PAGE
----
Mist Flower (Wild Ageratum; Blue Boneset)

Conoclinium coelestinum (formerly Eupatorium coelestinum)


Photo of mist flower or wild ageratum plants with flowers
Mist flower, or wild ageratum, is a vigorous native perennial bearing fluffy-looking, bluish-purple flowerheads. It looks quite a bit like the annual ageratum that is sold as a bedding plant in garden centers.

Asteraceae (Daisies)


Mist flower, or wild ageratum, is a vigorous perennial bearing fluffy-looking, bluish-purple flowerheads. It often occurs in large stands. The flowerheads are in dense clusters (35–70 tiny florets per head), terminal or arising from the leaf axils, and blue or violet (rarely white). Blooms July–October. The leaves are opposite on short stems, ovate to triangular, with large teeth.

Similar species: The nonnative annual ageratum (Ageratum conyzoides) is sold as a bedding plant for flower gardens. That plant, however, is an annual with thin, fibrous roots, while mist flower is a vigorous perennial with a mass of interwoven rhizomes. Both are in the same tribe as bonesets, thoroughworts, and snakeroot.


Height: normally 12–18 inches.


Photo of mist flower in bloom
Purple Mist Flower
Mist flower, also called wild ageratum and blue boneset, gives pops of purple and lavender in late summer and early fall.

Mist Flower Wild Ageratum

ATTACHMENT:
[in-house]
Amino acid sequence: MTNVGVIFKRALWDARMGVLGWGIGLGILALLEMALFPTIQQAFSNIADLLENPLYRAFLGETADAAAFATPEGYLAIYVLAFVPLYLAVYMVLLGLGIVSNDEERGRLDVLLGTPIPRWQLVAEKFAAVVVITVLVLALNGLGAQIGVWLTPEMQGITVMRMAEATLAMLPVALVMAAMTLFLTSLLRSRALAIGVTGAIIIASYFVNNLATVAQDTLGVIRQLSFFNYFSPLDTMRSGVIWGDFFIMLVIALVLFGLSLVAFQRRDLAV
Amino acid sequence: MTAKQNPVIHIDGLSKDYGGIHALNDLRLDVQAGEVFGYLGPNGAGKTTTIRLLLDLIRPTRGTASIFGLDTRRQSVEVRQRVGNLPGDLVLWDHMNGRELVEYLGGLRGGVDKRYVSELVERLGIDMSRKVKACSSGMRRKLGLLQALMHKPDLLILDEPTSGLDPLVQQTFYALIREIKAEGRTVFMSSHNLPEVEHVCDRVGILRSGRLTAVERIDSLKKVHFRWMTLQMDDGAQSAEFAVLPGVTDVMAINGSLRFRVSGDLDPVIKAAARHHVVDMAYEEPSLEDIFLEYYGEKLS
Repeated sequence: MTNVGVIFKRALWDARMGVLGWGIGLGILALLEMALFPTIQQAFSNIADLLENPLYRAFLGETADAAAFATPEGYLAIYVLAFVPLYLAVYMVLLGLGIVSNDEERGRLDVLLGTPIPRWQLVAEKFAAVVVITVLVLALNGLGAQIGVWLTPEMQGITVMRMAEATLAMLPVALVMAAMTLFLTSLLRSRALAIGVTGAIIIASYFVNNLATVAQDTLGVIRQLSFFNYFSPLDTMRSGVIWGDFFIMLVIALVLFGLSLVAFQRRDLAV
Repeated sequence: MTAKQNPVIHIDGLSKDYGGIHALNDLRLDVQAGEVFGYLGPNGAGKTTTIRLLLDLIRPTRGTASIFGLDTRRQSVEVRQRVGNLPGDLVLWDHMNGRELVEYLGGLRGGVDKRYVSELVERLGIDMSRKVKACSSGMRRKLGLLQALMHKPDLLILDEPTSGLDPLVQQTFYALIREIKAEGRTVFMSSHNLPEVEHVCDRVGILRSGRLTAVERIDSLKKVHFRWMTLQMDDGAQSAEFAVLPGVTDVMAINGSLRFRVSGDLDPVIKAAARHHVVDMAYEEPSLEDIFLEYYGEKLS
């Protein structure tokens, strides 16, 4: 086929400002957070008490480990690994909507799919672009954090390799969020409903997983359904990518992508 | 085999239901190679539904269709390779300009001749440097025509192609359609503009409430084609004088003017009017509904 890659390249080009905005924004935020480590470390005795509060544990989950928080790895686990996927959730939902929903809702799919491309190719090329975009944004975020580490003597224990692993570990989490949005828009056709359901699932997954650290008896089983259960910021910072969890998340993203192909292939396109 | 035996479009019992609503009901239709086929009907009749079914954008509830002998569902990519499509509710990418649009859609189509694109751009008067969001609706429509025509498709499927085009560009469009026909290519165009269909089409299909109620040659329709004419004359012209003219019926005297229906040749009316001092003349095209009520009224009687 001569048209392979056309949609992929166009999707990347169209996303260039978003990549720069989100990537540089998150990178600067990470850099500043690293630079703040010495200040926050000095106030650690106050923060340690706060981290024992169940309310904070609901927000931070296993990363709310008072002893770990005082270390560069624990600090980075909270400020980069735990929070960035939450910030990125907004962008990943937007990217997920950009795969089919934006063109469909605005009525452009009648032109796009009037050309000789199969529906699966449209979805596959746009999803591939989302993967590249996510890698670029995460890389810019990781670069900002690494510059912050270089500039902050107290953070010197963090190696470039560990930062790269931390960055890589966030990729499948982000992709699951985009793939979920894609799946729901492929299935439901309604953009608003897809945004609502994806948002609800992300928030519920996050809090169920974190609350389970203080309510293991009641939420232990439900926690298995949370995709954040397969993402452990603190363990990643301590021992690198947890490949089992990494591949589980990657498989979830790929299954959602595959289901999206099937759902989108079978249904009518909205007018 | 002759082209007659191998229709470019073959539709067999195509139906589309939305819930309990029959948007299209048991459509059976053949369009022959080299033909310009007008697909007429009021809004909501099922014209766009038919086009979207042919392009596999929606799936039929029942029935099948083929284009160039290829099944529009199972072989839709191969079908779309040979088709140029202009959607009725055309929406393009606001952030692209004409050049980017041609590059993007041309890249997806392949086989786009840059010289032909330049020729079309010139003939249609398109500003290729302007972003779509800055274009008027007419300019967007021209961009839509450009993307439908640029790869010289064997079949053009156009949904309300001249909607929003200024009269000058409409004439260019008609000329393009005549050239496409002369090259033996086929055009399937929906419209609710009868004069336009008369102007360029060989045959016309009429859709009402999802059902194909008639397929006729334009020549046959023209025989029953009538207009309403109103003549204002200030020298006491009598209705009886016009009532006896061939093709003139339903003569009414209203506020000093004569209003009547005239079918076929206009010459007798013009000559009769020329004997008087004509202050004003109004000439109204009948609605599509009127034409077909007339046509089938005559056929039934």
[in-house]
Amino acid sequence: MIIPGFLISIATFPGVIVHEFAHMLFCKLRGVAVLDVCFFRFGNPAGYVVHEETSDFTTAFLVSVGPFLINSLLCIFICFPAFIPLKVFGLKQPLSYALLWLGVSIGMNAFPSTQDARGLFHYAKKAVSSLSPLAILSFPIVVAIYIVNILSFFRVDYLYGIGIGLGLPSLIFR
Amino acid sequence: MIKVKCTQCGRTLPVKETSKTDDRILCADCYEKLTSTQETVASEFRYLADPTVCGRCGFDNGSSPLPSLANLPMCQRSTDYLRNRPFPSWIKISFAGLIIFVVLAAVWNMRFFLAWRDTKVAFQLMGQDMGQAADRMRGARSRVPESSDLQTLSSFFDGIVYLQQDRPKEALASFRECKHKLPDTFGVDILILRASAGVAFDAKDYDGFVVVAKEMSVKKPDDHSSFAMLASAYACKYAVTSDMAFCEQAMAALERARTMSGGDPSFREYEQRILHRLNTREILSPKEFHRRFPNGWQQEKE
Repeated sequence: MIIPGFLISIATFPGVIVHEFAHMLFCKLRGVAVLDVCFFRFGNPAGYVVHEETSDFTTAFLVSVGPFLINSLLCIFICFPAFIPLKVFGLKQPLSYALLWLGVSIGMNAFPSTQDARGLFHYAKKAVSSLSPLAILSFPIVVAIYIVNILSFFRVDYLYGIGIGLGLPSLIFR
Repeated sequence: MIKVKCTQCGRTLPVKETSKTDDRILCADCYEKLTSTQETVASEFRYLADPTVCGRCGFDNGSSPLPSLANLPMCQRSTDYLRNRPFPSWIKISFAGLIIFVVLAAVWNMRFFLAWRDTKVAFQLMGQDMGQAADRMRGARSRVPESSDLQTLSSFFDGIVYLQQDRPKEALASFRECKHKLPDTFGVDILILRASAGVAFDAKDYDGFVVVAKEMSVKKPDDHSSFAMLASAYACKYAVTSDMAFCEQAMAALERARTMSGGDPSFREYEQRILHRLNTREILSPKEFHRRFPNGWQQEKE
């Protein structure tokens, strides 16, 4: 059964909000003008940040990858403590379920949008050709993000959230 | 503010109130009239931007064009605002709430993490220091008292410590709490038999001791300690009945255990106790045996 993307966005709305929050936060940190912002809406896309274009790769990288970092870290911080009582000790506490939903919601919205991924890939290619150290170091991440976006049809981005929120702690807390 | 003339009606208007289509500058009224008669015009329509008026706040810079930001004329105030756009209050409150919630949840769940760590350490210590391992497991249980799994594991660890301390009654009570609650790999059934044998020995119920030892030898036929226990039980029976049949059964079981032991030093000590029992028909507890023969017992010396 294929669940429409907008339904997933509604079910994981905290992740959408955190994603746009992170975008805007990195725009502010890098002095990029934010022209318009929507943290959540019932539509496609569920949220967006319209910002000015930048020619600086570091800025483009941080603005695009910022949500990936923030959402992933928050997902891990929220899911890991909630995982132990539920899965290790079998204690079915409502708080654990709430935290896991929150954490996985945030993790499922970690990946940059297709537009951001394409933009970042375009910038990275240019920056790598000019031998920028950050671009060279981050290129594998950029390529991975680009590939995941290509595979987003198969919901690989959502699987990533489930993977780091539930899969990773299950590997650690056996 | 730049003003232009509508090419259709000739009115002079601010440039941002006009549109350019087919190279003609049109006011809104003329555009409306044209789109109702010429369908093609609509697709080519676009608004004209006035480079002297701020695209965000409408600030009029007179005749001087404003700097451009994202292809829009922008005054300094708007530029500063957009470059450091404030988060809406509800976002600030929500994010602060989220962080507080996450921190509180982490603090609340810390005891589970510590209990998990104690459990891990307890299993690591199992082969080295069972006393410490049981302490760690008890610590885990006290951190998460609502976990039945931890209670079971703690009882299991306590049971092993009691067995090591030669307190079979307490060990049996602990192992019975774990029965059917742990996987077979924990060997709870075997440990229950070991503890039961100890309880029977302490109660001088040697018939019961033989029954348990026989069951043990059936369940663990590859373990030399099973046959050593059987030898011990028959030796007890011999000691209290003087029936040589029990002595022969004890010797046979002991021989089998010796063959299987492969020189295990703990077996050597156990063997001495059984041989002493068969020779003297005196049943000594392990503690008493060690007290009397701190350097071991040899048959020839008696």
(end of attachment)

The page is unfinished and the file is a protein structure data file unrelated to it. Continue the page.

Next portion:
A single stalk hosts a small spray of small fluffy purple flowers
A mist flower in Black Jack, MO
Habitat and conservation

Occurs in bottomland forests, swamps, banks of streams and rivers, margins of ponds and lakes, marshes and fens, ditches, gardens, railroads, roadsides, and shaded to open disturbed areas.

image of Mist Flower Wild Ageratum; Blue Boneset distribution map
Distribution in Missouri

Scattered, mostly south of the Missouri River.

Human connections

Under cultivation it spreads rapidly with an interwoven mass of roots and is highly aggressive. Cut back the plants during the summer to encourage a more compact growth habit before flowering begins in August. Where its spreading isn't a problem, it provides good color until the first frost.

Ecosystem connections

Butterflies, skippers, and bees are strongly attracted to the flowers. Other insects eat the foliage. Not many mammals eat this plant because of its bitter taste.